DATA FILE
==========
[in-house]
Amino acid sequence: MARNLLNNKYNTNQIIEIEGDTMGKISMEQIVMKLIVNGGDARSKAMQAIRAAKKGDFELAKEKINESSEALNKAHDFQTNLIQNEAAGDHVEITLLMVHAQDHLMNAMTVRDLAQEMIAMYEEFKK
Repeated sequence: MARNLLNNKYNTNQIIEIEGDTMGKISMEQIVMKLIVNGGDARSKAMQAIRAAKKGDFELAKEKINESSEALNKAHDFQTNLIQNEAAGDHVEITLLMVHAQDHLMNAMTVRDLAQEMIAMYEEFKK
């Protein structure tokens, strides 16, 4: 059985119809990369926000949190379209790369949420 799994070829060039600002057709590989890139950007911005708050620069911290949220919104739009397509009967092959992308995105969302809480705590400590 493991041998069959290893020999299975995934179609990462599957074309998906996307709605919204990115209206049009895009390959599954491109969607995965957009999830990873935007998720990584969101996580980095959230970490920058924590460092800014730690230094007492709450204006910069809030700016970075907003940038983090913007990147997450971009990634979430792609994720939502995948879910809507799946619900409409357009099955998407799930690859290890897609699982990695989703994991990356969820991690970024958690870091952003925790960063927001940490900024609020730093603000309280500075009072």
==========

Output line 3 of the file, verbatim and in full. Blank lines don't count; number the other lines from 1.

Repeated sequence: MARNLLNNKYNTNQIIEIEGDTMGKISMEQIVMKLIVNGGDARSKAMQAIRAAKKGDFELAKEKINESSEALNKAHDFQTNLIQNEAAGDHVEITLLMVHAQDHLMNAMTVRDLAQEMIAMYEEFKK